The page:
Examined Life: Excursions with Contemporary Thinkers edited by Astra Taylor. The New York Press, NY, 2009; 222 pages, ISBN 978-1-59558-447-2, paperback, $18.95.
Does philosophy have anything important to say about life today? The eight thinkers interviewed here by Astra Taylor for her film Examined Life all show that contemporary philosophy is indeed relevant and diverse. Full transcripts of discussions shortened for the documentary are with Peter Singer, Martha Nussbaum, Cornel West, Michael Hardt, Kwana Anthony Appiah, Avital Ronell, Slavoj Žižek, and Judith Butler with the editor's sister Sunaura Taylor. Of her project, she says: "... I want to bring philosophy to the streets and show and audience that philosophy is relevant and important.... [and] I'm challenging philosophy to see if that's actually true." (p. 26) In the first interview Cornel West, when asked if philosophy is something taught in school, gives an impassioned definition of a philosopher:
No, a philosopher's a lover of wisdom. It takes tremendous discipline, takes tremendous courage, to think for yourself, to examine yourself. The Socratic imperative of examining yourself requires courage. William Butler Yeats used to say it takes more courage to examine the dark corners of your own soul that it does for a soldier to fight on the battlefield. Courage to think critically. Courage is the enabling virtue for any philosopher – for any human being, I think, in the end. Courage to think, courage to love, courage to hope. – p. 6
I found the conversation with Martha Nussbaum on justice and the basis of society particularly gripping. Nussbaum argues that the social contract theory of social organization is too much of a simplification of human relation. She proposes that instead of people forming societies for mutual advantage, they do so for mutual care: because of compassion and love not only of specific people but of humanity. Her view centers on supporting human capacities and every conscious agent living a flourishing and decent life. Older theories assumed that parties to the social contract were adult men with roughly equal mental and physical power. This model excludes women, children, the aged, the mentally and physically disabled, and animals – groups that traditionally haven't been empowered politically or socially. Rather than asking how much a person or group contributed to society economically or as a unit of production, she suggests we need a broader field of contributions, such as "life experience, understanding, just being there as who they are and being objects of love in families – that enrich all our lives." (p 120) She is also concerned with nonhuman animals, saying:
a lot of people think that the problems of cruelty to animals are ethical problems, and that these are the sort of ethical problems that don't raise issues of justice. And it's tricky to talk to people about this because justice is a very elusive notion. But what I thinking is that whenever you have a creature that is an agent – one that's got a point of view on the world and is actively striving to achieve a certain kind of life for itself – then you already have the question of justice on the table because then things may block that effort to live a decent life. Sometimes it will just be an accident, but sometimes blameworthy action is the cause of a creature being blocked, and that's where we typically bring in the notion of justice. Creatures are entitled to be able to pursue a certain kind of rich and flourishing life, so I just think there's no reason to draw the line at the human race. Again, the very idea of agency and striving is enough to put the question of justice on the table. . . . most animals – the ones who are moving around, desiring things, moving toward what they desire, trying to live – those are the ones where we do have duties of justice.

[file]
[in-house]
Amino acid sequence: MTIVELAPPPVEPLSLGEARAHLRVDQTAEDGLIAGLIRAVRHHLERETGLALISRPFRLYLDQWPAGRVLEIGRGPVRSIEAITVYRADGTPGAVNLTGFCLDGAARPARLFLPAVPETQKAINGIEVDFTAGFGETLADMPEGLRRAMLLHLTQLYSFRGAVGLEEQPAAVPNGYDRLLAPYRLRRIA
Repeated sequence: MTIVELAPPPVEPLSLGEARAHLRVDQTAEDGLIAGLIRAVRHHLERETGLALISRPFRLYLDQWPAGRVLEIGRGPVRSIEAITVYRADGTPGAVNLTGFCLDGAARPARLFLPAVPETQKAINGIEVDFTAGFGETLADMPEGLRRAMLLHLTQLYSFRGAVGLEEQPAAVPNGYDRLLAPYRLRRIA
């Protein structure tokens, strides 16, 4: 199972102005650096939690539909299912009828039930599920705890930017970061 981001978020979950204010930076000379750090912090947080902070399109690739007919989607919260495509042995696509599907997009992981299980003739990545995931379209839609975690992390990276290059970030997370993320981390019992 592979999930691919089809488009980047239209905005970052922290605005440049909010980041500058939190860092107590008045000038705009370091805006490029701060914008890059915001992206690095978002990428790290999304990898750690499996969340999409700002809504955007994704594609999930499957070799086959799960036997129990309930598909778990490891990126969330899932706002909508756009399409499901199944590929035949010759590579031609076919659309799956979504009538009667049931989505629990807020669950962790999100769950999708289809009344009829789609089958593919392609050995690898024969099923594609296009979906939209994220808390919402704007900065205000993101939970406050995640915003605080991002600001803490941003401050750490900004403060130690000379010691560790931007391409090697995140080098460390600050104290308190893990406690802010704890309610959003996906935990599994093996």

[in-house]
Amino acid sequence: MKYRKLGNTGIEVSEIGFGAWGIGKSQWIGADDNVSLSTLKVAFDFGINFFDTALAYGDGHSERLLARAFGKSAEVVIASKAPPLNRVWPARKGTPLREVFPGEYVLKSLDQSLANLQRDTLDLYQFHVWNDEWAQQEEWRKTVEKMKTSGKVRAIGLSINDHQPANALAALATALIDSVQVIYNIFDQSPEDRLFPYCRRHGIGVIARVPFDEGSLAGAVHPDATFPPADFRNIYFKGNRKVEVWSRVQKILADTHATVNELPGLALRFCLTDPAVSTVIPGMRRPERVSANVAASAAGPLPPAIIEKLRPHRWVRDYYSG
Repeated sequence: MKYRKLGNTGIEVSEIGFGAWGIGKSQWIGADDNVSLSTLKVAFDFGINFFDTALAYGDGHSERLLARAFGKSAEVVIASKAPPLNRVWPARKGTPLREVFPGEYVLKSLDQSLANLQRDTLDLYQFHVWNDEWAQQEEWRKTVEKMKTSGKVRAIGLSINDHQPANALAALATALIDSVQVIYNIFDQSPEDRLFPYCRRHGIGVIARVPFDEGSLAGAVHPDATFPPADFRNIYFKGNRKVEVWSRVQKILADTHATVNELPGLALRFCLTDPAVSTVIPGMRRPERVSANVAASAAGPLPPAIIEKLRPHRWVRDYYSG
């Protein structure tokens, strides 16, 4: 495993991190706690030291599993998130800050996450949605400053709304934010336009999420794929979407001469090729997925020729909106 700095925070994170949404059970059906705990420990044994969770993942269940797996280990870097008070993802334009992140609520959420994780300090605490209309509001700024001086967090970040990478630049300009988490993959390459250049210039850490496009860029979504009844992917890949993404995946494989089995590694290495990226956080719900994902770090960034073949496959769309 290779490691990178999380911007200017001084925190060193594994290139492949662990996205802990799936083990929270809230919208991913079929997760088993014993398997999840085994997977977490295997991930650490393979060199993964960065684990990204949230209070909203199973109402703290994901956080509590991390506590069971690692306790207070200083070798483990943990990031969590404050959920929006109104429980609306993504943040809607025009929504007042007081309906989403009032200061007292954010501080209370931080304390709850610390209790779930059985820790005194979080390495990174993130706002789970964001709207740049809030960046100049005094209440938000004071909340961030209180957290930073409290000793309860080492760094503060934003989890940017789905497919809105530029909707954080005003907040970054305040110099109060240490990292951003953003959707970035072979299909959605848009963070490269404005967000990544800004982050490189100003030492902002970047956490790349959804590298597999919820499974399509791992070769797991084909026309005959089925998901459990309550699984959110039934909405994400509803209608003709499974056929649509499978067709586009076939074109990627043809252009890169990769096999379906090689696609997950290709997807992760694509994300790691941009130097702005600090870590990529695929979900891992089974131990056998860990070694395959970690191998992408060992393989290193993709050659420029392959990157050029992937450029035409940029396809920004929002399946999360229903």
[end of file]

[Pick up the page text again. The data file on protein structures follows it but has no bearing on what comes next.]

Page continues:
... animals don't just want freedom from pain; they do want healthy lives, lives with bodily integrity, the ability to move around in an environment that's pleasing to their senses. Animals want affiliation. There's a lot of good new research about the social bonds of animal communities, and even animals as simple as mice and rats have complicated social perceptions. So all of these things can be modified, and we can think of dignity in a new way. Dignity is not just a human affair. Nonhuman animals also have their dignity, and I think it's a useful notion when we think of what's wrong with the factory-farming industry, for example – namely, a creature that should have its dignity respected is being humiliated. – pp. 129-30
The entire interview, ranging over justice, the end of human life, the basis of society, how people should be evaluated, the role of emotions, is thought provoking.
Another particularly articulate interview with implications for everyday life is with utilitarian Peter Singer who discusses practical ethics. He ends by addressing the question: How are we to live and what makes our lives most meaningful and fulfilling?:
We make our life most meaningful when we connect ourselves with some really important causes or issues and we contribute to them. So we feel that because we live, something has gotten a little better than it would otherwise; we have contributed in however small a way to making the world a better place. And it's hard to find anything more meaningful than ... reducing the amount of unnecessary pain and suffering that there has been in this world and making the world a little bit better for all of the beings that are sharing it with us. – p. 86
With its many different takes on life, this is a very interesting read. – Sally Dougherty (December 2009)